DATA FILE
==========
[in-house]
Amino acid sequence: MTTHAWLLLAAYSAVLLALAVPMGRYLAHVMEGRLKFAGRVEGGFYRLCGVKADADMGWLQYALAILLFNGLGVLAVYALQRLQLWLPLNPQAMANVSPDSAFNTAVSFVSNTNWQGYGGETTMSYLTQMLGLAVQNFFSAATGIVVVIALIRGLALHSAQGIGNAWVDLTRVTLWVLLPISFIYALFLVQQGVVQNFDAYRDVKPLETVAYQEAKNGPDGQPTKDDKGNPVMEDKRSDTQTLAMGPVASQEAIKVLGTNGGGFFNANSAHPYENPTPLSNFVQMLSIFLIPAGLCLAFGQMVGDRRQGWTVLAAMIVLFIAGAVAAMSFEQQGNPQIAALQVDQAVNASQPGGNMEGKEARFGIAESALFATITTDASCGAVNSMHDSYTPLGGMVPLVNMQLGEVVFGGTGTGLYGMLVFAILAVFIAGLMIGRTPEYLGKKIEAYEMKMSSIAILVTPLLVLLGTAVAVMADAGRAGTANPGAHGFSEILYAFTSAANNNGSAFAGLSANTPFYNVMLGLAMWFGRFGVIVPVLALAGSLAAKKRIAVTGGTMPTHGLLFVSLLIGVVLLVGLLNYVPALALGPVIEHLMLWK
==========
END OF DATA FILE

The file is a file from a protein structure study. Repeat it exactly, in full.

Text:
[in-house]
Amino acid sequence: MTTHAWLLLAAYSAVLLALAVPMGRYLAHVMEGRLKFAGRVEGGFYRLCGVKADADMGWLQYALAILLFNGLGVLAVYALQRLQLWLPLNPQAMANVSPDSAFNTAVSFVSNTNWQGYGGETTMSYLTQMLGLAVQNFFSAATGIVVVIALIRGLALHSAQGIGNAWVDLTRVTLWVLLPISFIYALFLVQQGVVQNFDAYRDVKPLETVAYQEAKNGPDGQPTKDDKGNPVMEDKRSDTQTLAMGPVASQEAIKVLGTNGGGFFNANSAHPYENPTPLSNFVQMLSIFLIPAGLCLAFGQMVGDRRQGWTVLAAMIVLFIAGAVAAMSFEQQGNPQIAALQVDQAVNASQPGGNMEGKEARFGIAESALFATITTDASCGAVNSMHDSYTPLGGMVPLVNMQLGEVVFGGTGTGLYGMLVFAILAVFIAGLMIGRTPEYLGKKIEAYEMKMSSIAILVTPLLVLLGTAVAVMADAGRAGTANPGAHGFSEILYAFTSAANNNGSAFAGLSANTPFYNVMLGLAMWFGRFGVIVPVLALAGSLAAKKRIAVTGGTMPTHGLLFVSLLIGVVLLVGLLNYVPALALGPVIEHLMLWK